PhilaMOCA debuts horror of ‘LandLocked’ with a very personal touch

PhilaMOCA LandLocked
‘LandLocked’, directed by Paul E. Owens, premiers at PhilaMOCA on Thursday.
MPI Media Group | Dark Sky Films

When PhilaMOCA welcomes filmmaker Paul E. Owens to debut ‘LandLocked’, its most unique element isn’t just the level of horror or its suspenseful science fiction vibe. ‘LandLocked’ comes with personal storytelling, in that it uses the director’s old home movies to tell its chilling tale.

‘LandLocked’ follows a man returning to his soon-to-be demolished childhood home, where he discovers an old VHS camera and sees into his family’s dark past. Here, the old homestead’s evils become a character of its own. In ‘LandLocked’ — filmed at Owens’ personal childhood home in Franklinville, New Jersey, and with his own family members — there is a race to the finish in that the movie’s protagonist is pushed to record as many memories as possible before the house is destroyed forever.

Or is it?

Owens, a cameraman and film editor with several documentaries under his belt, approached ‘LandLocked’ as if it was a documentary, and drew upon many of “the filmmaking tricks” that he had accumulated throughout his years in movie-making.

“The genesis of ‘LandLocked’ was me returning to my old family childhood home after a long time away,” says Owens. “I discovered a big box of our old home movies and they all really blew my mind. They showed a happy family living together in a vibrant house, but years removed from that, that same house had fallen into disrepair and the individual family members had moved on. I got attracted to the idea of using a magical VHS camera of sorts to look into the past while our main characters were stranded in the lonely present.”

MPI Media Group | Dark Sky Films

The use of home movies gives ‘LandLocked’ a warm, but certainly haunted feel, and another filmic texture to work with.

“I’m mainly a video editor, so having the chance to change the context of the home videos through the editing was a lot of fun,” Owens says. “There are moments in any home video where someone will look directly at the lens, a pretty natural thing. With the change in context though, where this is supposed to be a VHS time machine our character is looking through, it now seems like the ghosts of the past are taking notice of him and looking right into the lens at him. It’s a neat little editor trick that’s pretty spooky.”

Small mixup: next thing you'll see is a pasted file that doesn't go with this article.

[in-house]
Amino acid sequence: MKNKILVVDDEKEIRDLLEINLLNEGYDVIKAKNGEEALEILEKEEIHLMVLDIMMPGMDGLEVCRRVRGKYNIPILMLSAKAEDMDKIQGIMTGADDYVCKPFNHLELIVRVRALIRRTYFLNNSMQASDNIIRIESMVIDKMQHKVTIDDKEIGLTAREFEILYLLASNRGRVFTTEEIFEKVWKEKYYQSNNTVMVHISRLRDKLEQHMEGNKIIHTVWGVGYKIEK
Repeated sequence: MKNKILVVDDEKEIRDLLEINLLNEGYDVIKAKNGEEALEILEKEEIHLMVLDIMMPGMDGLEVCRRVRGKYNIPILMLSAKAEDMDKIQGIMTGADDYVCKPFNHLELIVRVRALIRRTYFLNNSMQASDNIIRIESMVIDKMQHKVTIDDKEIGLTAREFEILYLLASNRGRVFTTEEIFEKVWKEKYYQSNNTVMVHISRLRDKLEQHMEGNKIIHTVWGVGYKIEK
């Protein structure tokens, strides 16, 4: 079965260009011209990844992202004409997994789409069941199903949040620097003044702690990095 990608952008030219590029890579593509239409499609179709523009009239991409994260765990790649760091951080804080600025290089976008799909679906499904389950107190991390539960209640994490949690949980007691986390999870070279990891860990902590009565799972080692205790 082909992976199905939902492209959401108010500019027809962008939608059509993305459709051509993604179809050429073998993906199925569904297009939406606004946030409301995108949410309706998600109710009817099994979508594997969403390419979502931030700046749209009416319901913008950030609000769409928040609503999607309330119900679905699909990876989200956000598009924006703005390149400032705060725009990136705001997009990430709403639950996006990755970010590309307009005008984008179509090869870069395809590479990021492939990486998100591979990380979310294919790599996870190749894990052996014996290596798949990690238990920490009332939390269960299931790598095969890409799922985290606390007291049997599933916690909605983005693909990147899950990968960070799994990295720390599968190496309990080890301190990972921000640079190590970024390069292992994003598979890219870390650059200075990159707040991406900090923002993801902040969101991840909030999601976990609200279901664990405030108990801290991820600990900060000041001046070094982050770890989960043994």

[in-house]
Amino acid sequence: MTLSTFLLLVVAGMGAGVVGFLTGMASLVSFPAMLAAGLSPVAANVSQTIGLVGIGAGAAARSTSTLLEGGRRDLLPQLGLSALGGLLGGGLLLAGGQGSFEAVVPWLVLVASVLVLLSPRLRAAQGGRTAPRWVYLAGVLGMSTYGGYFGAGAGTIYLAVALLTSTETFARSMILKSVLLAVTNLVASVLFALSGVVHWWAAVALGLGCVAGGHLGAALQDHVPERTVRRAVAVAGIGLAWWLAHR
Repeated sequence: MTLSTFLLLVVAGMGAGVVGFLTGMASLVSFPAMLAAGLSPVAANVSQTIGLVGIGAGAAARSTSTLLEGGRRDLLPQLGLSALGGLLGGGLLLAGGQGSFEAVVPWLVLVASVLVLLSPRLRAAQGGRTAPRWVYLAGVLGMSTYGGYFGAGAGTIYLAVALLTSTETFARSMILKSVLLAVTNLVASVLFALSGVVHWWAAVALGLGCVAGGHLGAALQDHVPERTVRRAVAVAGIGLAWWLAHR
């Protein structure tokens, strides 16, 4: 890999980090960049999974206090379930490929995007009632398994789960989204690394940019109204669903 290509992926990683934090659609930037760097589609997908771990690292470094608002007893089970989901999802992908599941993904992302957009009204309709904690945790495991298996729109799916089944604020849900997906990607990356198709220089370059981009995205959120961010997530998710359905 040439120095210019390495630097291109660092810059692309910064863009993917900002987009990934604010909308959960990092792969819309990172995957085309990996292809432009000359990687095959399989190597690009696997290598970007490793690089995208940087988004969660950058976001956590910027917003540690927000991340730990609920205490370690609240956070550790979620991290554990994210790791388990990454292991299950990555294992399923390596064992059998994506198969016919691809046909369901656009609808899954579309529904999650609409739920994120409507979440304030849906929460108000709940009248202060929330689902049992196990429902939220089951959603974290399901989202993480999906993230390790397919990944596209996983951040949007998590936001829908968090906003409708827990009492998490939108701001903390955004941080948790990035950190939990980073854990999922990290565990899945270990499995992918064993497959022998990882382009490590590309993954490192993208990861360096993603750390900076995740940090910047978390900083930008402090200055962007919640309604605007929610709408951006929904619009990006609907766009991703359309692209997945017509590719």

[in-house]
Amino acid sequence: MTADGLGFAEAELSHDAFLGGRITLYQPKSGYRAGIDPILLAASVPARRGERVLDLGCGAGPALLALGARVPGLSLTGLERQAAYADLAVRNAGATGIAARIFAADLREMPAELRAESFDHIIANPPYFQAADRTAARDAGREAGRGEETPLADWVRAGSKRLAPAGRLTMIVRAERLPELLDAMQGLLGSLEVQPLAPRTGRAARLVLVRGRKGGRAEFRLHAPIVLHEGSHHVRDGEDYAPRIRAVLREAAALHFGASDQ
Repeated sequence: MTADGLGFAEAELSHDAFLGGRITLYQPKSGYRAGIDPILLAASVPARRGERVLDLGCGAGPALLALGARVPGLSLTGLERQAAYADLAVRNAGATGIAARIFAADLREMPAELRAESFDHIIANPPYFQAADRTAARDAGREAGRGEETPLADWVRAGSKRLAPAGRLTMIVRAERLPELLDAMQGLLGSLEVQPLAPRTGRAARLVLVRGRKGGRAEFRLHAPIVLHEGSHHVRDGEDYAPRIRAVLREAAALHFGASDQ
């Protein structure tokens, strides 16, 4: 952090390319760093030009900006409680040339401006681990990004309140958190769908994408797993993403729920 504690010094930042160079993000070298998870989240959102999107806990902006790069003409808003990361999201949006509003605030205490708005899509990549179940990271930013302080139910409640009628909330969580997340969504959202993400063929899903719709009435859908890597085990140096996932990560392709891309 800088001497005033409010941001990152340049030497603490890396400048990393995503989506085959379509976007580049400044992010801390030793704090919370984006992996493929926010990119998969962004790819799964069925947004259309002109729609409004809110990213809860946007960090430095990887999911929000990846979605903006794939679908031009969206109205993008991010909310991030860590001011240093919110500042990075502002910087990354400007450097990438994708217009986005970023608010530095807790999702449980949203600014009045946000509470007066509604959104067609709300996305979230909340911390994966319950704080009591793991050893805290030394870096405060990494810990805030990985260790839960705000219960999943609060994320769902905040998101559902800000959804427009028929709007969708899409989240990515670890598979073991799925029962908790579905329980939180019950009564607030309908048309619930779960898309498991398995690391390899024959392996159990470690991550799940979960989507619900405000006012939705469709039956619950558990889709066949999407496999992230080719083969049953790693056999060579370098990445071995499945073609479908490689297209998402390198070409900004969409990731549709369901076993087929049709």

Owens’ experience of returning home summoned in him an isolated feeling, “often surreal and scary,” and ‘LandLocked’ forges a feel to where the director believed his life was headed at that moment in time. Returning again, armed with his old home movies so to match scenes and room settings seamlessly, Owens began the filming process.

“I’ve always had a fascination with the place. For sure, we had kind of a charmed existence there — there was a lot of land to run around on and places to explore. It’s also a very old house. I think it dates back to the 1830’s so it always felt different from other people’s homes. There was a lot of weird architecture and additions/subtractions to the house over the years as it shifted owners. It made it feel like there were hidden secrets in the walls or even something like a monster made of dust that lived in some unseen chamber beneath the house.

“My family always threatened to tear the house down… so the concept was a kind of wish fulfillment for me: A video camera that can see into the past and record all the memories that ever happened in a space before that place is gone forever.”

As for casting real-life family members to play fictionalized versions of themselves in ‘LandLocked’, Owens is pragmatic. “We could use the actual old home video footage and then just have the real family members play the older version of themselves,” says the director. “Seemed like it would feel more real and unique that way and add another layer of meaning to the proceedings.”

As for family members making their presence known, Owens states his brothers made for fine actors.

“Mason is the best actor probably, so that’s why he’s the main character. My other brother, Seth, is enigmatic by nature and so we used that to help build the mystery. Everyone had their little part of the puzzle to play. I’m really grateful to my family for going along with this whole crazy idea.”

Philadelphia Mausoleum of Contemporary Art (PhilaMOCA) will host the premier of ‘LandLocked’ on Thursday, Jan. 26. Tickets cost $12 and doors open at 7 p.m. For information and tickets, visit philamoca.org

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